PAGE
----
In amongst a riot of online blathering, Elizabeth Hurley’s ex, Hugh Grant, publicly lashed out at the Apple CEO, Tim Cook, on social media. He labelled the ad as an example of “the destruction of the human experience. Courtesy of Silicon Valley”. This is some strong fighting talk from a man who has built his entire persona on personifying “floppy”.

Justine Bateman, who played Mallory Keaton in the 1980s hit sitcom Family Ties (now a prolific filmmaker), proclaimed that the ad was a metaphor for how technology is literally “crushing the arts”.

She linked her critical remark to a 2017 New York Times op-ed piece that explores how historically authoritarian regimes actively throttle the freedom of society to create art in their destructive campaigns for the control of the human spirit. She figuratively linked the Apple iPad ad to the work of the Third Reich, which is a tad hyperbolic.

It was pointed out by many other commentators that the iPad ad was ironically in direct contrast to the much-loved 1984 commercial that was directed by Ridley Scott, which basically premises Apple’s entire brand philosophy on being “anti-tech dystopian” by nature. People love the Apple brand precisely because it epitomises creativity and holding an alternative perspective in a world of conformity.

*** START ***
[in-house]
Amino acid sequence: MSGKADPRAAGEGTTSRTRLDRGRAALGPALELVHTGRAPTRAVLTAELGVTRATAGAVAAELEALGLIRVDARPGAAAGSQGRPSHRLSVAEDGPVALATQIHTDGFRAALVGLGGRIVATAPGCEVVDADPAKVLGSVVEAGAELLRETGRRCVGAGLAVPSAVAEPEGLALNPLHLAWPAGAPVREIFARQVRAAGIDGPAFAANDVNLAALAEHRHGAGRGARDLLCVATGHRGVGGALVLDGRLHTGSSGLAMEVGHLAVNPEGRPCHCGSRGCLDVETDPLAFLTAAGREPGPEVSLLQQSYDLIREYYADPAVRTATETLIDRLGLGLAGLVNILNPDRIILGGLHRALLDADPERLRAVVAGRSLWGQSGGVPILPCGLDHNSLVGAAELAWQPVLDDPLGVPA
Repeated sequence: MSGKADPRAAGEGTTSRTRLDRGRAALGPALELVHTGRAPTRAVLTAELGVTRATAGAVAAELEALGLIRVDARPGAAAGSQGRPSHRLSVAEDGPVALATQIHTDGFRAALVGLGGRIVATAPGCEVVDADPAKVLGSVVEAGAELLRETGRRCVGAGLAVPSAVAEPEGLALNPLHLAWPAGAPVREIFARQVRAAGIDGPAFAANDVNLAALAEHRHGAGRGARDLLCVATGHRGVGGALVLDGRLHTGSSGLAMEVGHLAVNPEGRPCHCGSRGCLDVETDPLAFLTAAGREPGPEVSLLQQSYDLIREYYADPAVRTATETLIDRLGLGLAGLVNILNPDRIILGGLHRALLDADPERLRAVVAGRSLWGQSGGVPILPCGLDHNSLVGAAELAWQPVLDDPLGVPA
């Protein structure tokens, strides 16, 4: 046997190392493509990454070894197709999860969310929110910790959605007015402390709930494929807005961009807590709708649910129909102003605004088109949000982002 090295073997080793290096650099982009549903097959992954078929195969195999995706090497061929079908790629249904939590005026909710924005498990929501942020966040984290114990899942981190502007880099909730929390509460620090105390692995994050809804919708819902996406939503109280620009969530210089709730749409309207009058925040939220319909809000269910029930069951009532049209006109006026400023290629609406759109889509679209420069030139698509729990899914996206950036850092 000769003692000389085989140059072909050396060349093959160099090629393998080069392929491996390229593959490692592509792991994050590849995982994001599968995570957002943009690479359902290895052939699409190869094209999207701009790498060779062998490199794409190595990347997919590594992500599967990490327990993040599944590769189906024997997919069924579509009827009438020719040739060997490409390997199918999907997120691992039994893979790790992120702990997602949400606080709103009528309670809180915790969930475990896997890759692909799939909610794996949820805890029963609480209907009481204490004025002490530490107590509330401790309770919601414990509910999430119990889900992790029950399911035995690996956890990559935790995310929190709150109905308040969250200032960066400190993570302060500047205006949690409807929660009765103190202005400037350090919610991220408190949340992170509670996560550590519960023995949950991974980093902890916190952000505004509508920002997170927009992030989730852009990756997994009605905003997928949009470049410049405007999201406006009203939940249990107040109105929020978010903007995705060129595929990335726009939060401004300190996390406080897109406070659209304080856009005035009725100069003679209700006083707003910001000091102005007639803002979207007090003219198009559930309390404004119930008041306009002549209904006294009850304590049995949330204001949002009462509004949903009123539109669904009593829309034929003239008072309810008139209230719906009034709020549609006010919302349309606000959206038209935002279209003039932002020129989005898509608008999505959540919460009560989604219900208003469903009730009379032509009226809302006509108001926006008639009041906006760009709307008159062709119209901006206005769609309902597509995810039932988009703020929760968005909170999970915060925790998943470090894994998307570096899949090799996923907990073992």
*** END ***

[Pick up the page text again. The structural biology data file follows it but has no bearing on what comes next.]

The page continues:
Read more in Daily Maverick: Why are so many brilliant Big Tech pioneers such arseholes?

Forty years later, and here’s Apple crushing trumpets and old video games that nobody has played since 1984.. how dare they!?

To their credit, Apple acknowledged the objection and chose to withdraw their active support of the ad and issued an apology: “Our goal is to always celebrate the myriad of ways users express themselves and bring their ideas to life through iPad. We missed the mark with this video, and we’re sorry.”

Beyond the salacious headlines though, what’s going on here? Why is this ad — that’s almost an exact creative replica of a 2009 LG ad for a camera phone — causing so much hurt right now?

‘Techlash’

In Apple’s defence, the tone of this ad is no different from how Steve Jobs presented the benefits of the first iPod in 2001. Back then, Jobs whipped out the sleek MP3 player from his pocket and promised that it would put “a thousand songs in your pocket”. No need to own a clunky record player or pay the artist you love for a full album of tracks. The power had dramatically shifted to the music consumer and we all rejoiced.